The story behind Kampung Medokan Semampir started in 1983 when a settlement known as Ngemplak was evicted because the legal owner, the Indonesian Navy, intended to sell it for real estate development. The evicted residents had not known that the land was in dispute when they "bought" it from a third party. With no prospect of compensation, they sought to negotiate with the kelurahan, the Navy, and the Irrigation Department, with the outcome that they were allowed to move to the riverbank until the Navy could find a solution for them--they are still there. The kampung achieved a measure of official recognition when, in 1995, they were joined with a nearby neighbourhood in an RT structure.

Of the kampungs studied, Kampung Medokan Semampir exhibits the least sense of community solidarity. There are no gapura and few other indicators of identity. There is, however, a children's library which, like that of Kampung Gunung Sari, was built at the instigation of an NGO. There is also one other very significant projection of a desired identity: the kampung has taken waste management to a higher level of responsibility by establishing a waste depot where garbage is assembled, separated into categories, and then sold on to processors and recyclers. Kampung Gunung Sari has a somewhat similar programme and facility though at a lower scale and more focused on producing compost.

Kampung as Theatre

Finally in this consideration of the exaggerated projections of identity, whether or not to be seen as dramaturgical action in the Habermasian sense, one needs to observe those times when the kampungs quite literally become theatrical performance. Two such regular events require comment.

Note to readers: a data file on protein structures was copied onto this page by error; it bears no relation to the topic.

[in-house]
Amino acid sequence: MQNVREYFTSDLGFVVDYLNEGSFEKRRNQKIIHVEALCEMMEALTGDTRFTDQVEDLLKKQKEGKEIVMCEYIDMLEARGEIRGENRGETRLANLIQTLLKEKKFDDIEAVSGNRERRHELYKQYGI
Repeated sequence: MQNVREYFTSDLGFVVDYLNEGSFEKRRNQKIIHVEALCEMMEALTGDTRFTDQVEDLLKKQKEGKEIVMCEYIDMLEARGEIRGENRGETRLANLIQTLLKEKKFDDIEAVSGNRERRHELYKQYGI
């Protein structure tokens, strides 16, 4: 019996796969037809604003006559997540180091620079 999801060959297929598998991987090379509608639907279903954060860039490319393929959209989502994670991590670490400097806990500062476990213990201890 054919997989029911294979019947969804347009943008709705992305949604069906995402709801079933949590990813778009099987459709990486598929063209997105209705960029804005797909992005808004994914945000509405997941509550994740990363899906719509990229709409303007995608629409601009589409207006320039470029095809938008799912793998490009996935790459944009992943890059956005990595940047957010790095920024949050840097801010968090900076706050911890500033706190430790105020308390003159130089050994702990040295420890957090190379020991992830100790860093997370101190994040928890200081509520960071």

17 Agustus-an celebrates the anniversary of Indonesian independence on 17 August 1945. The event is typically merrier and more colourful in kampungs than elsewhere in Indonesian communities: special food is prepared, games arranged and children will perform plays and other performances. More than mere celebration, the event can also be used to project ideas of community, citizenship, national pride, and identity.

An ancient custom of the early Javanese Majapahit kingdom was larung sungai, to thank God for the beneficence of the rivers. It persisted as a local festival in the town of Kediri where it is celebrated on 27 July. This festival was unexpectedly performed by the Surabaya and Wonokromo riverbank kampungs after the 2002 eviction, involving the communities, NGOs, legislature members, and political figures. Traditional food and ritual items were placed in a small boat which was carried in a procession through the kampung to the river, with traditional dress and dancing, and then launched into the river. The event was presaged on the Sunday before the festival by vigorous activity of kerja bakti (duty work) to clean the river. The underlying projection is yet again that of the community as jogo kali, river guards. A comment from paguyuban member Sumiarti Sukirno:

Larung Sungai festival demonstrates the intimate relationship between the riverbank community and the river, since most of the riverbank communities depend for their life on the river. (Suara Surabaya, 27 July 2008)

There is a myth being projected here: that these people are of the water and the river itself and to separate them from it would destroy a deeply embedded cultural link (even though most are urban and originally from the countryside). While the initial importation of the festival may have been strategic (akin to manipulation in the Habermasian typology), it would seem subsequently to have become a community held illusion (distorted communication).

Such grassroots display of the unity of community and water is to stand against the official projection of Surabaya Waterfront City, "green corridor", and the next Singapore.

Conclusion

For the most part, the goal of research is to get from a good question to a better question. Such is the present case. There are three questions that emerge from this project.